Description of the payload
LEE is an instrument which measures the energy spectrum of comic ray electrons. In the picture at left we can see a scheme of it (the left one, click to enlarge). It detects incoming electrons with 3 plastic scintillators (T1, T3 and G in the drawing) the last one for anticoincidence and a gas Cherenkov detector (T2). It measures the electron energy in a cesium iodide (T4) and leadglass (T5) calorimeter. Another Scintillator (T6) also assists in particle identification and energy determination by counting the number of particles that escape the calorimeter.
The LEE instrument was developed in the late 60's at the University of Chicago and made his first flight in 1968. Over the years, regular ballon flights have been made from Northern Canada yearly during the years 1968 to 1975 and approximately bi-annually until 1979. Then, the experiment was transfered to the University of Delaware, wich now operates it.
The observations from LEE provide one of the few more precise measurements of the electron spectrum over an extended period of time, but lacks of the ability to distinguish negative and positive electrons. Thus AESOP was created functionally similar, except that there is also a permanent magnet and a spark chamber hodoscope to determine the charge sign of the electron.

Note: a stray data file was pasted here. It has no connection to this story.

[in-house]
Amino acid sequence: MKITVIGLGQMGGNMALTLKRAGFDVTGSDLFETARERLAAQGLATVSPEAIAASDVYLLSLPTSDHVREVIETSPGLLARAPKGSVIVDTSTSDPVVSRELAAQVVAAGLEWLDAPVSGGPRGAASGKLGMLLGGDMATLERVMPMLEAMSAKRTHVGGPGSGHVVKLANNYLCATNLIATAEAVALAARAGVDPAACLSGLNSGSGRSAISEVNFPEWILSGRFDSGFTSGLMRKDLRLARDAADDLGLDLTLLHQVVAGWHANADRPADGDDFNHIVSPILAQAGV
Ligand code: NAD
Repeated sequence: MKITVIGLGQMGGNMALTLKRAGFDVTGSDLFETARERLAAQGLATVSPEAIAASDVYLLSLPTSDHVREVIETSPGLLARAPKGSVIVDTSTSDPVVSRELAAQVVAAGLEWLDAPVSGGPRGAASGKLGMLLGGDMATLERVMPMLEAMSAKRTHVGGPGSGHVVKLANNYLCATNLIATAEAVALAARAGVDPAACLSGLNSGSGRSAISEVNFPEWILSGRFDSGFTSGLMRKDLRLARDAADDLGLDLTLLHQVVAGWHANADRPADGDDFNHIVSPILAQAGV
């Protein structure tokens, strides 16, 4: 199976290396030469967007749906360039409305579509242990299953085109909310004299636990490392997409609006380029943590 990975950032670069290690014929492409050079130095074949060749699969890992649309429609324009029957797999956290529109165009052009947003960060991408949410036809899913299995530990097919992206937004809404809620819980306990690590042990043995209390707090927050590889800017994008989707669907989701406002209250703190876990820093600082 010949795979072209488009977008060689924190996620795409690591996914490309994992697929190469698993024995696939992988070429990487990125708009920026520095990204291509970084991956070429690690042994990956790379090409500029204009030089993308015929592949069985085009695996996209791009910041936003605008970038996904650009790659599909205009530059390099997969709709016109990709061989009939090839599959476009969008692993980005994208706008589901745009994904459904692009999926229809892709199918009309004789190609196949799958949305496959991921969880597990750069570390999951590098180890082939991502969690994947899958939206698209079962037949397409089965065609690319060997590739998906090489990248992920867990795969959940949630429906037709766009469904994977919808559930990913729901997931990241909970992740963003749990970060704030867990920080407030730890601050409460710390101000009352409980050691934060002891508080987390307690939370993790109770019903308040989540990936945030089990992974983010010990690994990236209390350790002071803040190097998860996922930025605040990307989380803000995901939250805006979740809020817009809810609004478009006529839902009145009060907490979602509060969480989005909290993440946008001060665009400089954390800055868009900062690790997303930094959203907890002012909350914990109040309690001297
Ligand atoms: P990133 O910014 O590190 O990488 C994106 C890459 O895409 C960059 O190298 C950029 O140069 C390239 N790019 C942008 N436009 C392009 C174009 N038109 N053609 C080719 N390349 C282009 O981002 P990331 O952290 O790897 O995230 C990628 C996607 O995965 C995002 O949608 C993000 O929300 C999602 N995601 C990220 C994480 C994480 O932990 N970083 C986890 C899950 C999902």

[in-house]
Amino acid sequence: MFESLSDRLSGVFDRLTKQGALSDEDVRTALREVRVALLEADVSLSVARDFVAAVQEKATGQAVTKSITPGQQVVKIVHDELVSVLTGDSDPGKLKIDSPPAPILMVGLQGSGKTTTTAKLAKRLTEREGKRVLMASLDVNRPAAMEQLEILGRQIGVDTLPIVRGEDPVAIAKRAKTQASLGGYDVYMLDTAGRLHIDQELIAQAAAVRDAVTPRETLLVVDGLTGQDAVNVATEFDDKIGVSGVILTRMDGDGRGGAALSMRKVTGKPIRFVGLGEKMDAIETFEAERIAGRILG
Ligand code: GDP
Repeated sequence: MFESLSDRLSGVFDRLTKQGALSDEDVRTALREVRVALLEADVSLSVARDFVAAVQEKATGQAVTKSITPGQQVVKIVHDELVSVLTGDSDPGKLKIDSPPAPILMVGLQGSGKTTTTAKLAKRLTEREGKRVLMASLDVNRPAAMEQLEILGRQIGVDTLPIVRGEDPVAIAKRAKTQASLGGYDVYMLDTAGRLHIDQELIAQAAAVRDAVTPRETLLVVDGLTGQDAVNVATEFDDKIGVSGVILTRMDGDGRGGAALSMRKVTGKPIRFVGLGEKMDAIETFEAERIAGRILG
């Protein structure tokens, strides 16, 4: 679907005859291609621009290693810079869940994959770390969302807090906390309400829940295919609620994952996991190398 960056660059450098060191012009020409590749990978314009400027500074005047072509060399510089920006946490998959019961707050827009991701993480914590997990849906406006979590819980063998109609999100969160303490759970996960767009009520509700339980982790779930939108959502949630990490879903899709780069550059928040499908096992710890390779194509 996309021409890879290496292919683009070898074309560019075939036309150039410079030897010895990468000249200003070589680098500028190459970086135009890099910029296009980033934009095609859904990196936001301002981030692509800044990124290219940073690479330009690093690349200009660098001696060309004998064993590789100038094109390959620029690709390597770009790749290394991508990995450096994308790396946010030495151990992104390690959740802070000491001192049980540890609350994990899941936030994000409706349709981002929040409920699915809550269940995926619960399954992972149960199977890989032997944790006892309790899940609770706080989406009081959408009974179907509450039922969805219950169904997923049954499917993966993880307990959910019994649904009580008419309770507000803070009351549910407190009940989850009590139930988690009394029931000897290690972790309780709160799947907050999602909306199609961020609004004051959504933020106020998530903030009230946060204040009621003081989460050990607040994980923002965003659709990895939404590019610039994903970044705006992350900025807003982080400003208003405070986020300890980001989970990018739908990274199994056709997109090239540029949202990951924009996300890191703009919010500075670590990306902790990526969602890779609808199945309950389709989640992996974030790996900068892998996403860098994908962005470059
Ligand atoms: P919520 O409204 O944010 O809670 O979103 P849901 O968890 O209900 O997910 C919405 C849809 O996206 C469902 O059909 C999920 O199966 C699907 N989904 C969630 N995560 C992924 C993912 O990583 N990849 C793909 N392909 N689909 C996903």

As we can see in the scheme (the right one, click to enlarge) AESOP chambers contain 5 parallel aluminum plates connected, in alternate order, to ground and a high voltage pulser. The medium between plates is a slow moving noble gas mixture of neon and helium. As a charged particle transverses a chamber it leaves behind an ion trail in the gas. If the scintillator detectors, mounted above and below the chamber, detect coincidence light pulses from the resulting ionization track, a 10,000 volt pulser is triggered. In the presence of a high electric field, the ions in the gas are accelerated toward the plate surface producing more ions with each ion-atom collision. These multiple collisions form an ion cascade which ultimately results in a high voltage breakdown very near the original ion trail. This breakdown in each gap produces a bright red verticle spark which is digitized and recorded using a linear CCD camera.
Both instruments were flown several times in a same gondola.
Details of the balloon flight
Balloon launched on: 8/28/1994 at 1:13 utc
Launch site: Lynn Lake Airport, Manitoba, Canada
Balloon launched by: National Scientific Balloon Facility (NSBF)
Balloon manufacturer/size/composition: Zero Pressure Balloon SF3-480.10-080-NSCHR-05-ST
Balloon serial number: W39.96-2-02
Flight identification number: 386N
End of flight (L for landing time, W for last contact, otherwise termination time): 8/29/1994 at 6:06 utc
Balloon flight duration (d:days / h:hours / m:minutes): ---
Landing site: 49 miles NE of Laronge, Saskatchewan, Canada
- AESOP / LEE web site Bartol Research Institute
- NASA Balloon Flights (1989-1998) in NASA Historical Data Book, Vol. VII: NASA Launch Systems, Space Transportation, Human Spaceflight, and Space Science, 1989-1998
- Solar Modulation of Cosmic Electrons Astrophysical Journal v.464, p.507
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